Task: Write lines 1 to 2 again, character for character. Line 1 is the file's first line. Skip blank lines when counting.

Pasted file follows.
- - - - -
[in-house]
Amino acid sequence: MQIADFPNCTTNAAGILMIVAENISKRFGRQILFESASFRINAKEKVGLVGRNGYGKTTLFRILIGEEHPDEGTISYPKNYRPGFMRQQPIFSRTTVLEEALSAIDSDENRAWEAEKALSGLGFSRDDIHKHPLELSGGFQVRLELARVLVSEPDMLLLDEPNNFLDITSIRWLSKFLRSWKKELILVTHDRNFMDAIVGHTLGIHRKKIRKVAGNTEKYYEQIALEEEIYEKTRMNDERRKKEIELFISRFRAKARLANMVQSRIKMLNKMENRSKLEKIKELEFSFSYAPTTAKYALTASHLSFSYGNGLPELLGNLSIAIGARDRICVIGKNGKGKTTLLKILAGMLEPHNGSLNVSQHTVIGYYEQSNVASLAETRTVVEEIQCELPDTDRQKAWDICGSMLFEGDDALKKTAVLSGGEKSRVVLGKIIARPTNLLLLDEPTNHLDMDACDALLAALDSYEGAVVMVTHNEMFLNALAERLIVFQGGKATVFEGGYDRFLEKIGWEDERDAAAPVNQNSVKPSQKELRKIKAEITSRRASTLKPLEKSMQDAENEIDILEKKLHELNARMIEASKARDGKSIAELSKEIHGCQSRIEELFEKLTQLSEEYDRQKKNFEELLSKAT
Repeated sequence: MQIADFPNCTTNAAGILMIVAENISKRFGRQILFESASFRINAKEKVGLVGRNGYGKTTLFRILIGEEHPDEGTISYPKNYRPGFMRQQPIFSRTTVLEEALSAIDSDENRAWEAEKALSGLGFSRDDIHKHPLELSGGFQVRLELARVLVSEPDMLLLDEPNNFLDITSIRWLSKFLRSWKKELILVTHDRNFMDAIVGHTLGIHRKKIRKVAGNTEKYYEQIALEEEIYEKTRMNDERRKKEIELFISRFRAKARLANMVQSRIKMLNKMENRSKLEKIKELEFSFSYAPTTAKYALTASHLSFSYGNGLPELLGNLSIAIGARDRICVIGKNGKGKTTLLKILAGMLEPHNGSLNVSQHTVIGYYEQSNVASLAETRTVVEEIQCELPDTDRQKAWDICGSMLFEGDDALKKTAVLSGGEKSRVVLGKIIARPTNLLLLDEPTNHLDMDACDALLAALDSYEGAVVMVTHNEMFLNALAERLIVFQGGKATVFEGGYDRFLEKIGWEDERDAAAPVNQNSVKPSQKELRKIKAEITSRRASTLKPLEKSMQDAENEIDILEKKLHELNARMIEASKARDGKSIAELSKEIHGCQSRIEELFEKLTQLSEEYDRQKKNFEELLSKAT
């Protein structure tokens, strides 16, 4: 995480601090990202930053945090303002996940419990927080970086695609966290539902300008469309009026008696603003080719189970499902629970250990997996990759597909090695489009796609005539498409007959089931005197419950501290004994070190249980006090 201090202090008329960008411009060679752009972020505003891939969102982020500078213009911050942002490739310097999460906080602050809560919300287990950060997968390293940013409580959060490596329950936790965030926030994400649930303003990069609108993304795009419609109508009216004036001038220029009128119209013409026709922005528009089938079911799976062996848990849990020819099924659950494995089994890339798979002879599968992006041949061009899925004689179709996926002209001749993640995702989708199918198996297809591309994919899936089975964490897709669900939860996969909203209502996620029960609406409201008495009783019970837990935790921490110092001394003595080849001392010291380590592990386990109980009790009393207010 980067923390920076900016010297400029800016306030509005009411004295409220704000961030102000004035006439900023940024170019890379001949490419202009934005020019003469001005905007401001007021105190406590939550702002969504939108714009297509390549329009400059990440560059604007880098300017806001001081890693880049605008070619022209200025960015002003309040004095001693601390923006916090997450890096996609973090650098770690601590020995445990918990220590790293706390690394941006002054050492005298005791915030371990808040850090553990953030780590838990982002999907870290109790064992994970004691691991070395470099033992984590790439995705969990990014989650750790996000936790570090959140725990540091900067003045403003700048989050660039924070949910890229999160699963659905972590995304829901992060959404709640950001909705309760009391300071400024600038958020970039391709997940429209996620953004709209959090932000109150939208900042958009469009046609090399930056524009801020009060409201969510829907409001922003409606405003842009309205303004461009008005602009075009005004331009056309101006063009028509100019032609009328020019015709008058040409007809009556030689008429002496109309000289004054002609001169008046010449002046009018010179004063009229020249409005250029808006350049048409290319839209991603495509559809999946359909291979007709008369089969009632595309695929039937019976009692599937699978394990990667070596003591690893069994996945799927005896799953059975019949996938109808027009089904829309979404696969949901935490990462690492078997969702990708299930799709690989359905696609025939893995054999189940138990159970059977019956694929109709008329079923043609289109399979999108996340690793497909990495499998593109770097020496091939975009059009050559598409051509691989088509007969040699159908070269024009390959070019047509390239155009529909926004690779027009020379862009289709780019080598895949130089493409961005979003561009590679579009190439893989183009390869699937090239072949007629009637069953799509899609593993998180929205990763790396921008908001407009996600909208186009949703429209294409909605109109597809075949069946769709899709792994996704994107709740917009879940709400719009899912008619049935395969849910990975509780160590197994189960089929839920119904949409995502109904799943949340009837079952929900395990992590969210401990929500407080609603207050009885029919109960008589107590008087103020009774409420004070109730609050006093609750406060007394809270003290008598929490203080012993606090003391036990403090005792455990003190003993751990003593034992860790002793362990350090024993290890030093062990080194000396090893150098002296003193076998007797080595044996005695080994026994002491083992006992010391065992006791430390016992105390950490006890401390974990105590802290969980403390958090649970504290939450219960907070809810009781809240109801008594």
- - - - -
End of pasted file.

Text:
[in-house]
Amino acid sequence: MQIADFPNCTTNAAGILMIVAENISKRFGRQILFESASFRINAKEKVGLVGRNGYGKTTLFRILIGEEHPDEGTISYPKNYRPGFMRQQPIFSRTTVLEEALSAIDSDENRAWEAEKALSGLGFSRDDIHKHPLELSGGFQVRLELARVLVSEPDMLLLDEPNNFLDITSIRWLSKFLRSWKKELILVTHDRNFMDAIVGHTLGIHRKKIRKVAGNTEKYYEQIALEEEIYEKTRMNDERRKKEIELFISRFRAKARLANMVQSRIKMLNKMENRSKLEKIKELEFSFSYAPTTAKYALTASHLSFSYGNGLPELLGNLSIAIGARDRICVIGKNGKGKTTLLKILAGMLEPHNGSLNVSQHTVIGYYEQSNVASLAETRTVVEEIQCELPDTDRQKAWDICGSMLFEGDDALKKTAVLSGGEKSRVVLGKIIARPTNLLLLDEPTNHLDMDACDALLAALDSYEGAVVMVTHNEMFLNALAERLIVFQGGKATVFEGGYDRFLEKIGWEDERDAAAPVNQNSVKPSQKELRKIKAEITSRRASTLKPLEKSMQDAENEIDILEKKLHELNARMIEASKARDGKSIAELSKEIHGCQSRIEELFEKLTQLSEEYDRQKKNFEELLSKAT